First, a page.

FRINGE REVIEW: Actor ferocious in dark, enjoyable one-woman show Get Around Me

Gillian English is ferociously funny as a one-woman powerhouse bent on taking down the patriarchy in her solo show Get Around Me.

Sadly, her story is not abnormal, but the method of presentation certainly is: the Shakespearean-trained actress has bravely turned her own unfortunate experience of sexual assault into a stage performance.

It’s evident she’s sharing this story for comic, retributive and preventative purposes.

The emotionally and otherwise wearing incident, which was connected to her personal strength-inducing journey into athleticism via Australian Rules Football in her late 20s, has been turned into a battle cry against any injustice done towards her own sex.

Her anger-fuelled confidence and feminist nature is inspiring.

The show takes place in The Living Room on Agricola Street. The small venue, and its given name are apt for the performance: English presents herself simply as herself — a real person who, at that moment, happens to be “acting” on stage — like a standup comedian with a serious statement. Her accompanying personal photographic slideshow completes this picture.

The show, though dark, has an ample helping of this native Nova Scotian’s lightly seasoned casual style humour on the side.

While not a typical play by any means, given its highly personal and purposeful nature, it was informative, uncomfortable and enjoyable all at the same time.

Come hear her story; respect the bold move she’s made by making this show.

As originally published in The Chronicle Herald

FRINGE REVIEW: Yes People, No People makes middle ground enjoyable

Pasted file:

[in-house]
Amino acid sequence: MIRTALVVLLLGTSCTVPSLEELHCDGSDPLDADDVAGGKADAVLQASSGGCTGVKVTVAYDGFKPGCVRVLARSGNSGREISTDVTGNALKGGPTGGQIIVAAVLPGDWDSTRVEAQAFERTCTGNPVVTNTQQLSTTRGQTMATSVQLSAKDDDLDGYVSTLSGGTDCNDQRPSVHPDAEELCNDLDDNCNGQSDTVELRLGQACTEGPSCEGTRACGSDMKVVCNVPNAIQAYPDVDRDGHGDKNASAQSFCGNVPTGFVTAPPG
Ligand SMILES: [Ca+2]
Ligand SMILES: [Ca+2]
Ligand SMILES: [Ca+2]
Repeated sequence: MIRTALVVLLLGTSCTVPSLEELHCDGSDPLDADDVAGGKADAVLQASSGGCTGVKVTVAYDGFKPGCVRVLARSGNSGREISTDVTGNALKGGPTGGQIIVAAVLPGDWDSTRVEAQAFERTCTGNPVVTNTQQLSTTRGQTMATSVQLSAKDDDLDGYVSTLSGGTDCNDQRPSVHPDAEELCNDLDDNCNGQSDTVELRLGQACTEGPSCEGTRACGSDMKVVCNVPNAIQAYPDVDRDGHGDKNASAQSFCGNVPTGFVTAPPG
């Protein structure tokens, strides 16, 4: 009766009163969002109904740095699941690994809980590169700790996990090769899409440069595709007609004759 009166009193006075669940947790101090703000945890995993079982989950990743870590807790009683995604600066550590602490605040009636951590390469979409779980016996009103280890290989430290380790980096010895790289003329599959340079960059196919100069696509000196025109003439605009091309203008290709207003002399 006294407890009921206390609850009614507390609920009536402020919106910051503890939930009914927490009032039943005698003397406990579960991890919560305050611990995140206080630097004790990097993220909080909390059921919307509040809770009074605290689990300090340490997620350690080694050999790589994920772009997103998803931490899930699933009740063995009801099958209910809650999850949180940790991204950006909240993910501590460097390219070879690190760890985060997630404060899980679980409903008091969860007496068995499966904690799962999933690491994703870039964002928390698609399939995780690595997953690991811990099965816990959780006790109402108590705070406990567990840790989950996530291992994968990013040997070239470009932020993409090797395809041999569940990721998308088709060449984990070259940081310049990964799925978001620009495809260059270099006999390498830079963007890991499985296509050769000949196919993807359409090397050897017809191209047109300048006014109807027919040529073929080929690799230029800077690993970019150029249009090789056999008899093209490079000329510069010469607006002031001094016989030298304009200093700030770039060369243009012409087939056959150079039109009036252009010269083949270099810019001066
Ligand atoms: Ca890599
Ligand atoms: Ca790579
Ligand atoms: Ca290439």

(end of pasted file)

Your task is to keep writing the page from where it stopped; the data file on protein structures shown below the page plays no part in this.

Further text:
Yes People, No People explores the middle ground of decision-making where some of us meander — the safe space between a passive or progressive choice.

This performance, suitably playing in The Waiting Room, is made up of a series of sketches in which Zach Faye and Julia Topple examine the inner and surface selves of their various characters, as well as the workings of society, along with appearance and perspective via a variety of theatrical styles. It’s a constant introspective analysis of our innermost thoughts and outward actions, in relation to some of the silly persistent practices of the present age.

They make a great team — supplying energy, enthusiasm and precision to this partially poetic piece, intermixed with appropriately themed music, metaphors and puns.

Mary Faye Coady, along with director Meghan Hubley, and the cast themselves, seem to have given great care into this collective artistic creation. This dramatic comedy has something to indulge the deep as well as those with a preference for potty humour.

A ranking of the show would reside in the same middle space it considers, because the subject matter and content don’t allow for a strong denouement, but this does not stop the performance from being immensely enjoyable.

It’s able to remind us of simplicity and clarity in this increasingly busy world. If you’re hearing the call of a little contemplation alongside some laughter see this show: Wednesday 10:05 p.m.; Thursday, 8 p.m.; Friday, 8:50 p.m. and Sunday, 5:50 p.m.

As originally published in The Chronicle Herald

FRINGE REVIEW: Music best part of Divine Inspiration